Sunday, November 22, 2009

My Man-Crushes Manifest: David Gray & Craig Ferguson Live!

UPDATE: David Gray appeared on Craig Ferguson's show Friday, November 20! Regarding David's English heritage, Craig said he's "one of the good ones." I love it! Check out the video, then read on about my week with these two man-crushes o' mine!

Back on September 22, I celebrated the release of David Gray's latest album Draw the Line and Craig Ferguson's autobiography American On Purpose: The Improbable Adventures of an Unlikely Patriot by dubbing both men my latest man-crushes. Well, if you thought I was excited that day, imagine the heights of my fanboy ecstasy as I saw both of them live this week! Yes, I had the pleasure of attending David Gray's concert at Los Angeles' Orpheum Theater on Monday, and, with Veterans' Day off from work, I seized the rare available weekday to reserve tickets for a taping of The Late Late Show with Craig Ferguson. Both opportunities offered a sense of comprehensive appreciation for these guys' work, and of unexpected fulfillment for liking them so much in the first place.

The David Gray concert on Monday, November 9, was sold out, but I acquired my ticket through a Craigslist contact that opted for the impromptu Band of Horses show that night instead. (Thanks again, Erykah!) My friend Jennie joined me, and we waited in line and enjoyed the swanky digs of the Orpheum before Gray's opening act, Lisa Hannigan, took the stage. Lisa reminded me of a more eclectic Dolores O'Riordan (from the Cranberries), as she played a variety of stringed instruments and closed her set with a rockin' cover of Depeche Mode's "Personal Jesus." Fortunately, it wasn't long after that my evening's savior took the stage . . .

. . . and I was pleased that Gray started his set with "First Chance," since I'm a sucker for wordplay. Amazingly, he found just the right balance between new material and the hits his fans would want to hear -- though thanks to my listening to Draw the Line several times a week already, I'm a fan of it all. Highlights included an extended ending to "Nemesis," which Gray introduced as a very personal tune, a simple yet poignantly effective light show to "Slow Motion," and a stripped down version of "Ain't No Love," which kicked off his shorter encore set and admittedly brought tears to my eyes. Hey, it ain't called a man-crush for nothin', okay?! In the end, we heard all of the songs that have achieved radio play in the past few years, and over half of the new album -- but, of course, I was left wanting more. Leave it to a master performer like David Gray to know when to draw the line.

On Wednesday, my friend and coworker Konrad and I left Orange County around 1:30 p.m. to get to Craig Ferguson's 3:30 p.m. taping, and after navigating the labyrinth of one-way streets and full parking lots around the CBS Studios in Hollywood, we managed to get in the end of the line just in time to make the cut of 108 attendees. (I don't know if anyone was cut, but that sounds pretty dramatic, right?) The audience warm-up guy, Chunky B, joined us downstairs before we entered the studio, and amusingly talked about the importance of Veterans' Day, how he needed us to help Craig, a proactive American citizen, make dynamic television that night. As he put it, we weren't watching TV -- that afternoon, we were TV. Surely not as important as military service, but I took the responsibility pretty seriously . . .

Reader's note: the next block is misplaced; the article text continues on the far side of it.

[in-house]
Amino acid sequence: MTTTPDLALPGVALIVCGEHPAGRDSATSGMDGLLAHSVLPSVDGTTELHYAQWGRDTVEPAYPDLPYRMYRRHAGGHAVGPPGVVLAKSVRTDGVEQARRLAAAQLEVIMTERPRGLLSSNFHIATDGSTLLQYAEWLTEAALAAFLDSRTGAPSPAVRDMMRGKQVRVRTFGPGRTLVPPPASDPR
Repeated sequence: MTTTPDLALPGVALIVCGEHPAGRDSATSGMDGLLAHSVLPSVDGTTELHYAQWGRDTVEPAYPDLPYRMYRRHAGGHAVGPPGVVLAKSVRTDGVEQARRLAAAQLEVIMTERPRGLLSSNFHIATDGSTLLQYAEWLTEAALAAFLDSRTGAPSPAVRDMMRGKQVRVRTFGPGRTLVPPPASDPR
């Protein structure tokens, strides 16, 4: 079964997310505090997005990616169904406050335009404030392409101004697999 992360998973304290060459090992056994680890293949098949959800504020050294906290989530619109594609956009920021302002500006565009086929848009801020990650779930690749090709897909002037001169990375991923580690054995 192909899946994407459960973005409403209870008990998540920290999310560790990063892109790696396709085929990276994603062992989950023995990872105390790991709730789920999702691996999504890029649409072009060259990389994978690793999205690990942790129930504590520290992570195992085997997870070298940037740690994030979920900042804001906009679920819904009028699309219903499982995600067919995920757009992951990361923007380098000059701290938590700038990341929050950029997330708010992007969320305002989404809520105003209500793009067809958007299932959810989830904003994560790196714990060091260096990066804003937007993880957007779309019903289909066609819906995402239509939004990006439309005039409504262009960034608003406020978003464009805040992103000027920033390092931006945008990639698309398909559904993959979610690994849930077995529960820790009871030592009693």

. . . and by seriously, I mean not seriously at all, as we were frequently encouraged to laugh loudly, even if Chunky's jokes weren't that funny. Konrad commented on the awkwardness of being demanded to have a good time, and I agree that it's ironic, but, hey, that's show business, baby. Eventually, Craig came out to deliver his monologue, which included commentary about Polish Independence Day and the recent inductees into the Toy Hall of Fame. Now, I'm both Polish and an avid toy collector, so I could think of few other monologues that could've been more perfect for me to witness in person. After the monologue, and then in between tapings for segments, Craig talked to the audience as a whole, and while he offered no chance to get an autograph, he was nevertheless charming and sincere. Indeed, he was a gracious host in every sense of the word.

So, two man-crushes in one week. Only in Los Angeles, eh? Both experiences were unique yet united by my unadulterated excitement at the chance to see these masters of their respective crafts in person, if only as part of a larger audience. Perhaps that's the best way to do it -- to experience these shows in the midst of others that might feel the same way. Vindication isn't too far a leap from the realm of entertainment, right? Further, and finally, the chance to see them live, to catch any flaws or vulnerabilities in their performances, only makes their significance as male role models that much more poignant. After all, what better evidence is there than a peek behind the scenes to prove that their work is worthy of getting under my skin?

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